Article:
How much lower will the stock market go, and how much additional capital will be wiped out? No one knows. The human mind works very independently, and while some may be influenced by government propaganda and fed interest rate cuts, most humans react to facts staring them in the face, and affecting their daily lives. Facts such as the loss of a job, investments, savings, or source of income. These hard facts translate into the beginning of a chain, which may lead to a depression. Every community has a factory or business that has been shorn of its profits by the 55% decrease in the NASDAQ. There is no city or village that has not felt the loss of jobs, a plant, or savings. These losses always transmute into less buying, and less buying can autopilot an economy into a chain of decline that begins minutely, feeding on itself, until it consumes an entire nation or world. Daily, we hear of another corporate giant with falling or non-existent profits, dragging their stock down. Some stocks have declined by over 90%. How can profits be realized, when sales are falling, and inventory and manufacturing capacity have risen to intolerable levels, at huge cost or debt? There is not a single sector of the economy that will not participate in the 55% NASDAQ and 11% Dow decline. Over a hundred million citizens have watched their hopes for wealth and security evaporate right before their incredulous eyes on MSNBC screens. Hoopla, propaganda, or Greenspan's convoluted utterances won't change their losses and resultant mental determination to recover, or at least survive, by not buying things. "Not buying" are the links in the chain. "Fearing fear" is hogwash; a non sequitur, and FDR knew it. The fear comes from watching one's nest egg break like Humpty Dumpty's falling off that wall. Can anyone put it back together again?

If the chain of events leading to depression indeed has started, no one that I know of, knows how to stop its escalation. Government may try, as it probably will, by seriously increasing the money supply, euphemistically known as, "adding liquidity." If this happens, the prices of everything will rise in direct proportion to the increase in the currency supply. This is known as inflation, regardless of what bubblehead economists and bureaucrats may say. I am of the Austrian school of economics down to my toes, and Mises has never been proven wrong. Values won't increase; only the prices in currencies. If this happens, it will wipe out the savings of more millions, as happened in Germany in 1924. If inflation rages due to currency supply increases, everything you own will be cost more in dollars. In other words, the dollars will be worth less, and if history repeats itself, as it is wont to do, those two words will meld into "worthless." My advice is keep that mortgage if you have one. Pay it off in fixed dollar amounts with decreasing value dollars, assuming you have the ability to pay it. Save surplus assets not in dollar denominated devices, such as savings accounts, CD's or paper instruments. Save surplus assets in tangible, compact, fungible, easily disposed of, universally recognized things, such as gold and silver. These will go up automatically, as will other tangibles, but these are easily stored and liquidated. Gold and silver have been actual money for thousands of years and owe nothing. They in themselves possess value, whereas pieces of paper with ink on them are only as good as the purveyors of that paper, and if it is a government's paper, beware! Deeds and titles have tangible things in back of them such as cars and homes. Paper currency and treasuries have nothing but the, "full faith and credit of the U.S. government." No comment on that one, but you can imagine.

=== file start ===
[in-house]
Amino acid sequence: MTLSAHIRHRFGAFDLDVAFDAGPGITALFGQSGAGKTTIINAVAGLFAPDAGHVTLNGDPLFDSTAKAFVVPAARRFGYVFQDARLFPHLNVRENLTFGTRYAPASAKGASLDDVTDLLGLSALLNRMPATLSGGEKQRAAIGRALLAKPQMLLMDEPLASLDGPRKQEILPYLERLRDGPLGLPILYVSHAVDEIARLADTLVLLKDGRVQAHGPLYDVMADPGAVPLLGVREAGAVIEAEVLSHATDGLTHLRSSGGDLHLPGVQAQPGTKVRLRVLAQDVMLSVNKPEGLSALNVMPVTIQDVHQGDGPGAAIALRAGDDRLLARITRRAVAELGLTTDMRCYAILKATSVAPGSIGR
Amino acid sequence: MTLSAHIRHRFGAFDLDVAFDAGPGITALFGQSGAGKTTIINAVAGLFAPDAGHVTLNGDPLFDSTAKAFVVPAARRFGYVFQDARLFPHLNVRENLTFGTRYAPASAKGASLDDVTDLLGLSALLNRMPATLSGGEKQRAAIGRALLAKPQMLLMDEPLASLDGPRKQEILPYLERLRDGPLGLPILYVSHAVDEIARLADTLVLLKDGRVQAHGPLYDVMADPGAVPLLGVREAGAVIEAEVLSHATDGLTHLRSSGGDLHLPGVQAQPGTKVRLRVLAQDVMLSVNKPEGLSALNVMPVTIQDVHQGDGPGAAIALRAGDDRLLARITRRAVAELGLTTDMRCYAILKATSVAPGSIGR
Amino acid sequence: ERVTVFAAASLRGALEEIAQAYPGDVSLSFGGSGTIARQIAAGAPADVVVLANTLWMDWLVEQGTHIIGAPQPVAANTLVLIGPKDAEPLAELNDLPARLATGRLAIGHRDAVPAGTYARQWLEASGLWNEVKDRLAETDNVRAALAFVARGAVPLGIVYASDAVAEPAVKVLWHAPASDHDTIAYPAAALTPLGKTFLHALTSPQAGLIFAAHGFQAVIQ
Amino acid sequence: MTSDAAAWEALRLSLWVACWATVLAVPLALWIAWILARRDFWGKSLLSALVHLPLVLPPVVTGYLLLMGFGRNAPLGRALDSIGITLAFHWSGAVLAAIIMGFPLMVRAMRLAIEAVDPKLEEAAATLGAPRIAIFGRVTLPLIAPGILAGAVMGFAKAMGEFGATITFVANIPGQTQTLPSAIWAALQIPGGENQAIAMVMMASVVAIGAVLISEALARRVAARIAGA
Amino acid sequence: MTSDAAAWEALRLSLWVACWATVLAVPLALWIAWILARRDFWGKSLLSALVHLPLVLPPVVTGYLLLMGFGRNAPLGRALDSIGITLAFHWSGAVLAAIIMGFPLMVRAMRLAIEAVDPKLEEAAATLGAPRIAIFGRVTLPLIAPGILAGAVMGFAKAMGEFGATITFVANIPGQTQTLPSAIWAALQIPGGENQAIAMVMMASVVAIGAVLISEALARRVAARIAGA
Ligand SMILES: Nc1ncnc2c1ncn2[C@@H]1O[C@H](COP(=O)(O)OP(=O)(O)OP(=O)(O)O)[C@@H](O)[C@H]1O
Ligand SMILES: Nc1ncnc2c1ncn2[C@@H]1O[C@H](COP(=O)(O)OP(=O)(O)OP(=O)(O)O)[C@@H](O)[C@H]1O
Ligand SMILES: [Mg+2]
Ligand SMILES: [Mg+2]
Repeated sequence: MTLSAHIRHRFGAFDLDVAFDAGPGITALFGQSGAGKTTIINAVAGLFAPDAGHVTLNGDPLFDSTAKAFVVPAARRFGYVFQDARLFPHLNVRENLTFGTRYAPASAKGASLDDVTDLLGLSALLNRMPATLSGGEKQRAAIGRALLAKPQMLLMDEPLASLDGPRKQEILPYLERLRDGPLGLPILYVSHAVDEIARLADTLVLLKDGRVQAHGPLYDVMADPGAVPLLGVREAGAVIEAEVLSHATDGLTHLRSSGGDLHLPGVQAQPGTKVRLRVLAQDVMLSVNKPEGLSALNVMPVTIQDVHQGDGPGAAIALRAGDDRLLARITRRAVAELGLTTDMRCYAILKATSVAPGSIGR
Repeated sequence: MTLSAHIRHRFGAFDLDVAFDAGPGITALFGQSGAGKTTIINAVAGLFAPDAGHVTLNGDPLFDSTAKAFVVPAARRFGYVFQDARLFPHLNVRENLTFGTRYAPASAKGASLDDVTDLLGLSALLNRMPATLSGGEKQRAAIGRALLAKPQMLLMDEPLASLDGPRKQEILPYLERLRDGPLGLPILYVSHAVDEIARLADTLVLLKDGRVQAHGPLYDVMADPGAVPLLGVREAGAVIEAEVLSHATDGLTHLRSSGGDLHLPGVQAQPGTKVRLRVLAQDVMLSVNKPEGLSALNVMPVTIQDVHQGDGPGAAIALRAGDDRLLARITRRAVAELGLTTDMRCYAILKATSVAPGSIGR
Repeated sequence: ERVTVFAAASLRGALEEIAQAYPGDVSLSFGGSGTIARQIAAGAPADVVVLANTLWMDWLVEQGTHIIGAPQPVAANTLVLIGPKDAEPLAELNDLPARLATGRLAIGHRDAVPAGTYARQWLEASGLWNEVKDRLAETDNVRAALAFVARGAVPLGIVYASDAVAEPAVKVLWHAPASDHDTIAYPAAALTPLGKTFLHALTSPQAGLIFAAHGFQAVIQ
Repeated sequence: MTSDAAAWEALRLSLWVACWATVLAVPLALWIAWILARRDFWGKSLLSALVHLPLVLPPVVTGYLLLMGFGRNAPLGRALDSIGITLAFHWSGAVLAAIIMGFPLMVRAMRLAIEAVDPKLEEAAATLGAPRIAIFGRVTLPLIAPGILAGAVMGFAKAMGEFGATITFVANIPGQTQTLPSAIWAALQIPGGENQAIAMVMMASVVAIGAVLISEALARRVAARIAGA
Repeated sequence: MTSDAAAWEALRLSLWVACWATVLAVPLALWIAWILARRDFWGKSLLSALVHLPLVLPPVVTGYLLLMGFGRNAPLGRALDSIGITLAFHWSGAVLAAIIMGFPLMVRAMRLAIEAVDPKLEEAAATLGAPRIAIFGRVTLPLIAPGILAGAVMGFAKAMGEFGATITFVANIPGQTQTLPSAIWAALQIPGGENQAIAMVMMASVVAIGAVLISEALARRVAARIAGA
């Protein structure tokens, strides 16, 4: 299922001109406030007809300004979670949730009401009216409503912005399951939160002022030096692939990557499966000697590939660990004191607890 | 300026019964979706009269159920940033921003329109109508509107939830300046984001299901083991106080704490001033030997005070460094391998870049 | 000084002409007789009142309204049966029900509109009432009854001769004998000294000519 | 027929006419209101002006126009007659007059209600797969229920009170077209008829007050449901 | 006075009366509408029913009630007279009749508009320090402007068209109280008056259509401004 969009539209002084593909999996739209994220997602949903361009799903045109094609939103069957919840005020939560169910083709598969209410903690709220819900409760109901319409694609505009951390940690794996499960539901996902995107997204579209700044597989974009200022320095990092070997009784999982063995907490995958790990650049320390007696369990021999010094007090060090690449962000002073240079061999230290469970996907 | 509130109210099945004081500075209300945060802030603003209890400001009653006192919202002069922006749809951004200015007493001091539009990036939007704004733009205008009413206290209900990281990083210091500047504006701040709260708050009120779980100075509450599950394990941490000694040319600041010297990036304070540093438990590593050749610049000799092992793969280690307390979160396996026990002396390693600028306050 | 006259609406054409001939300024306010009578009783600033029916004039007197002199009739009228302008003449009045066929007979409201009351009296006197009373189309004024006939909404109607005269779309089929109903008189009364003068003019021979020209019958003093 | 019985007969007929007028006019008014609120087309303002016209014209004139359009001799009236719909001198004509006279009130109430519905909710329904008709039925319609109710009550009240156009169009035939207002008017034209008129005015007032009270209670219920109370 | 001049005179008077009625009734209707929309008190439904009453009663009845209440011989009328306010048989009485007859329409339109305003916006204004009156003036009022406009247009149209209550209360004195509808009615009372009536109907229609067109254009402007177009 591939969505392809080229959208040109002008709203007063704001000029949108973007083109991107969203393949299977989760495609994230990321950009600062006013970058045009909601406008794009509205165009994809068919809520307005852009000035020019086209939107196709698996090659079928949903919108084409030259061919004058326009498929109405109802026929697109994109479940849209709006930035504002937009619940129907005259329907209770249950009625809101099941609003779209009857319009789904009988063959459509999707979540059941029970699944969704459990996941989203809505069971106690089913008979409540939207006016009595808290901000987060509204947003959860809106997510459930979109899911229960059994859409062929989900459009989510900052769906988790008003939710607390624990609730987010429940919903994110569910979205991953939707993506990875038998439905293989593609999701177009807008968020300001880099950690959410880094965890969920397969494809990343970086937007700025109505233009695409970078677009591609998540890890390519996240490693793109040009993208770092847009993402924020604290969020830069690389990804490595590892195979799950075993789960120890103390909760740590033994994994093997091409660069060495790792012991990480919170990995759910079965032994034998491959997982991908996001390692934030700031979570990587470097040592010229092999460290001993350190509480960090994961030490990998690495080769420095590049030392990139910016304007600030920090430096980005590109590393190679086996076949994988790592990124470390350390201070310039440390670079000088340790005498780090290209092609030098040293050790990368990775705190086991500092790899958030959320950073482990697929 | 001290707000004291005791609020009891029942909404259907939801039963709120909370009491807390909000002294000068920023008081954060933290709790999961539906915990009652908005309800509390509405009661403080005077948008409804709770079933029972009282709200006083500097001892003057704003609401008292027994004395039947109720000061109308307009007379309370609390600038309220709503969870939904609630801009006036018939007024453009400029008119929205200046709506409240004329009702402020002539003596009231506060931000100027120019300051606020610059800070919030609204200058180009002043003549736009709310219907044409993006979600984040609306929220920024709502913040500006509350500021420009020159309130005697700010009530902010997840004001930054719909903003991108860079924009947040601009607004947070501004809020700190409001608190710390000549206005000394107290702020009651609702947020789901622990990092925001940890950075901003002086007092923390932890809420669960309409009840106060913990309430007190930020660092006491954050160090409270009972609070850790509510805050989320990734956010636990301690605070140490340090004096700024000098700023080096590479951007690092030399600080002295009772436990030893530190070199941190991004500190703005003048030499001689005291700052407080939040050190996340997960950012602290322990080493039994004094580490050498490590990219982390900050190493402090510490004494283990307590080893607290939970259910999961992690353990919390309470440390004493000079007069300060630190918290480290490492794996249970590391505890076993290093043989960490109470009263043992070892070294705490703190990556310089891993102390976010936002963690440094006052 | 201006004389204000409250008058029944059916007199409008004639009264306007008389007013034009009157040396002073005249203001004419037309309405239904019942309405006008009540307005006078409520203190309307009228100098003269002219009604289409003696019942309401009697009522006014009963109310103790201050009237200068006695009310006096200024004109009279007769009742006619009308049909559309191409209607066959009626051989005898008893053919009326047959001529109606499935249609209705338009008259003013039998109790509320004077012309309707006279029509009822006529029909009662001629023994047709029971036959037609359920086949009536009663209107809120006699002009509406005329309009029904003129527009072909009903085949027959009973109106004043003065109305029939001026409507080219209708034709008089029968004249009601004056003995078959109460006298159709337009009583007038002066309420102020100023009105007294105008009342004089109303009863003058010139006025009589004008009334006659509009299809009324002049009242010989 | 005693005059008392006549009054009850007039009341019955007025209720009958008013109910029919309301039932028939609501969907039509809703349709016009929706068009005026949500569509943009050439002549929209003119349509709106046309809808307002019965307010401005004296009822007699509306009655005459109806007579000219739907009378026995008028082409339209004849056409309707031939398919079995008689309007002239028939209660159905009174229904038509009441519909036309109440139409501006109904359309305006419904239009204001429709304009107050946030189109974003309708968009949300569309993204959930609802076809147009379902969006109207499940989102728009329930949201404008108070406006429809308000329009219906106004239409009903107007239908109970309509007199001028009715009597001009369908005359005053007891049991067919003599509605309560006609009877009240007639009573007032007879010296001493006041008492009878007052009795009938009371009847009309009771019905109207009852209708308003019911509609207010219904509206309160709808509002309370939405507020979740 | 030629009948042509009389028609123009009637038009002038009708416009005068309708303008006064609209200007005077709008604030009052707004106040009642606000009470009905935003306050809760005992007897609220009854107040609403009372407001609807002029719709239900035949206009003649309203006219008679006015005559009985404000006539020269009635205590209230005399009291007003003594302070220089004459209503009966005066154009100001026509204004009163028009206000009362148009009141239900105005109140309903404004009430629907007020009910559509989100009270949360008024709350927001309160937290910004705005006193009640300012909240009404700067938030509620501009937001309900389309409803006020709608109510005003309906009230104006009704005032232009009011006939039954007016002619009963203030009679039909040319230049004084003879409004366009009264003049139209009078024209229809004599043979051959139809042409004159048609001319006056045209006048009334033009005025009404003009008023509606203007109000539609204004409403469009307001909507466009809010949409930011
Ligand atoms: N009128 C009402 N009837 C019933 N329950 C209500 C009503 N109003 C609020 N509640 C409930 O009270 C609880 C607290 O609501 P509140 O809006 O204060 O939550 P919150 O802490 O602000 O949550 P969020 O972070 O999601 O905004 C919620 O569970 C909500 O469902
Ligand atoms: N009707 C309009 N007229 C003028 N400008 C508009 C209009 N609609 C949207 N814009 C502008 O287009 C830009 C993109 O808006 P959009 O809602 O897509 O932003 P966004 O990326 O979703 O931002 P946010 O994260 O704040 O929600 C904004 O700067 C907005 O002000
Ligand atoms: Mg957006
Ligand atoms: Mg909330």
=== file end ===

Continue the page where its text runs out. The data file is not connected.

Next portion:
Unfortunately, once the chain leading to a depression begins, it self perpetuates as more lose their jobs, more businesses fail; more corporations have no profits, and their stocks plunge. If there is indeed a "PPT" in D.C. (plunge prevention team) it has failed. It had to fail. No one can manage or control human behavior, and as facts in every household make themselves known, common sense takes hold. Economics, basically, can be defined in two succinct words, and that is "PEOPLE ACT." They act to improve or preserve their security, home, family, and position. When people act, they act for their own best interest, and that means economizing when times get rough, savings evaporate, income disappears, or other economic disorders happen. This, of course, foments the very chain of events, which no one has yet figured out how to stop. One can only hope that this chain hasn't inescapably started. When confidence is lost, a trillion dollars is lost, profits are lost, and jobs are lost, how can it be stopped? I must confess, I don't know. Just protect yourself, and hope for the best.

Please note that I did not use the word "money" in the above, where "currency" would suffice. To me, "money" connotes value. True "money," is gold and silver, not pieces of paper with ink on them, which historically have eventually been useful only in the bathroom or as fire starter material.

It is estimated that the total amount of gold mined up to the end of 2011 is approximately 166,000 tonnes.